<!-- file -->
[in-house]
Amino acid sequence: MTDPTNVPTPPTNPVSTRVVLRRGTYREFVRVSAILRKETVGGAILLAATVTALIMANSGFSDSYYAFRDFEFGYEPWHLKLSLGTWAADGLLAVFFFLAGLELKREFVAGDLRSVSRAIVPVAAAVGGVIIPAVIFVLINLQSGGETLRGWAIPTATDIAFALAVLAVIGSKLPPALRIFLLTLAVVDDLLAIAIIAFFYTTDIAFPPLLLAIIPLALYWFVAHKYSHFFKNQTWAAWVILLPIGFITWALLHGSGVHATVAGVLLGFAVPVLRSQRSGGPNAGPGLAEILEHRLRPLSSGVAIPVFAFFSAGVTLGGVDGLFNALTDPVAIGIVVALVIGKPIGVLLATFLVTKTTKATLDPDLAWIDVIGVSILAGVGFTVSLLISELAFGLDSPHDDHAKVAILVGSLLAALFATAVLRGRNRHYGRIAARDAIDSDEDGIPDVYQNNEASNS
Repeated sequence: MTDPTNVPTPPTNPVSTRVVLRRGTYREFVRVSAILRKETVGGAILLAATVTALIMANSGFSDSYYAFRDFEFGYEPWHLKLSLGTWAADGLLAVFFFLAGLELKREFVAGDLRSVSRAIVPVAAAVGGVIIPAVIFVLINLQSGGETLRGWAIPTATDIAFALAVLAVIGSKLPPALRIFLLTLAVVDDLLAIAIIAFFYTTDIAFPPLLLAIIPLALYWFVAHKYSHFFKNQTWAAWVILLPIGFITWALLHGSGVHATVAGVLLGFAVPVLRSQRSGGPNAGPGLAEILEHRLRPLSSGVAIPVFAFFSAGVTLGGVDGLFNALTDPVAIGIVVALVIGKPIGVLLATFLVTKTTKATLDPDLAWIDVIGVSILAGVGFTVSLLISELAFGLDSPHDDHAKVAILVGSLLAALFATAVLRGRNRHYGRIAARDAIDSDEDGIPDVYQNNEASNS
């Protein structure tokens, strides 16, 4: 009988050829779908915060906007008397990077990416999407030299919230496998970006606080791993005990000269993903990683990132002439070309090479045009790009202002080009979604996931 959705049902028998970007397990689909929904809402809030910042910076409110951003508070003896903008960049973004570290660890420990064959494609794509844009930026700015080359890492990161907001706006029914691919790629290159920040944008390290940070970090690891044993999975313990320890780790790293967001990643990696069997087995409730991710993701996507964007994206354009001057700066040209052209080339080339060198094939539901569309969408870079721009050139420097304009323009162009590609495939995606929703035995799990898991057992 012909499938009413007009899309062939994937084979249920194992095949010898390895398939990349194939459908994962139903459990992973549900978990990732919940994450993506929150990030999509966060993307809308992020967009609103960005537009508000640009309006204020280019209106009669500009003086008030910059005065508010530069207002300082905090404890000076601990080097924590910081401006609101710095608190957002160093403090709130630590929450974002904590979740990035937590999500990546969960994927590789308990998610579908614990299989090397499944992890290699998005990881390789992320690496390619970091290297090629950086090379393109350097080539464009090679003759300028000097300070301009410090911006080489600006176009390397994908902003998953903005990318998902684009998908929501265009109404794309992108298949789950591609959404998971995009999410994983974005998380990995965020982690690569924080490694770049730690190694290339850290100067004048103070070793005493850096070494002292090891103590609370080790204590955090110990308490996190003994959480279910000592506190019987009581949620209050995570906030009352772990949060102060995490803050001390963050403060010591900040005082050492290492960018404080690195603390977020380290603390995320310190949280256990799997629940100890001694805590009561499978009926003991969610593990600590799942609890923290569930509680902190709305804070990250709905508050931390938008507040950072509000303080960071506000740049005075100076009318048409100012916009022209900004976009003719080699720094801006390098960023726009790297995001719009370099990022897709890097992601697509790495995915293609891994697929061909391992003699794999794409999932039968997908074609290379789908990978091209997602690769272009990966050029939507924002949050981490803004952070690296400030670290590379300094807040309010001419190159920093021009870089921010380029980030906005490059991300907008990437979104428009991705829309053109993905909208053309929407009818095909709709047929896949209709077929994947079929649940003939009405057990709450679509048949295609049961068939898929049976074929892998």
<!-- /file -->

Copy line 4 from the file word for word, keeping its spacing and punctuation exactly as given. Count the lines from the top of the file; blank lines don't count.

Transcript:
């Protein structure tokens, strides 16, 4: 009988050829779908915060906007008397990077990416999407030299919230496998970006606080791993005990000269993903990683990132002439070309090479045009790009202002080009979604996931 959705049902028998970007397990689909929904809402809030910042910076409110951003508070003896903008960049973004570290660890420990064959494609794509844009930026700015080359890492990161907001706006029914691919790629290159920040944008390290940070970090690891044993999975313990320890780790790293967001990643990696069997087995409730991710993701996507964007994206354009001057700066040209052209080339080339060198094939539901569309969408870079721009050139420097304009323009162009590609495939995606929703035995799990898991057992 012909499938009413007009899309062939994937084979249920194992095949010898390895398939990349194939459908994962139903459990992973549900978990990732919940994450993506929150990030999509966060993307809308992020967009609103960005537009508000640009309006204020280019209106009669500009003086008030910059005065508010530069207002300082905090404890000076601990080097924590910081401006609101710095608190957002160093403090709130630590929450974002904590979740990035937590999500990546969960994927590789308990998610579908614990299989090397499944992890290699998005990881390789992320690496390619970091290297090629950086090379393109350097080539464009090679003759300028000097300070301009410090911006080489600006176009390397994908902003998953903005990318998902684009998908929501265009109404794309992108298949789950591609959404998971995009999410994983974005998380990995965020982690690569924080490694770049730690190694290339850290100067004048103070070793005493850096070494002292090891103590609370080790204590955090110990308490996190003994959480279910000592506190019987009581949620209050995570906030009352772990949060102060995490803050001390963050403060010591900040005082050492290492960018404080690195603390977020380290603390995320310190949280256990799997629940100890001694805590009561499978009926003991969610593990600590799942609890923290569930509680902190709305804070990250709905508050931390938008507040950072509000303080960071506000740049005075100076009318048409100012916009022209900004976009003719080699720094801006390098960023726009790297995001719009370099990022897709890097992601697509790495995915293609891994697929061909391992003699794999794409999932039968997908074609290379789908990978091209997602690769272009990966050029939507924002949050981490803004952070690296400030670290590379300094807040309010001419190159920093021009870089921010380029980030906005490059991300907008990437979104428009991705829309053109993905909208053309929407009818095909709709047929896949209709077929994947079929649940003939009405057990709450679509048949295609049961068939898929049976074929892998």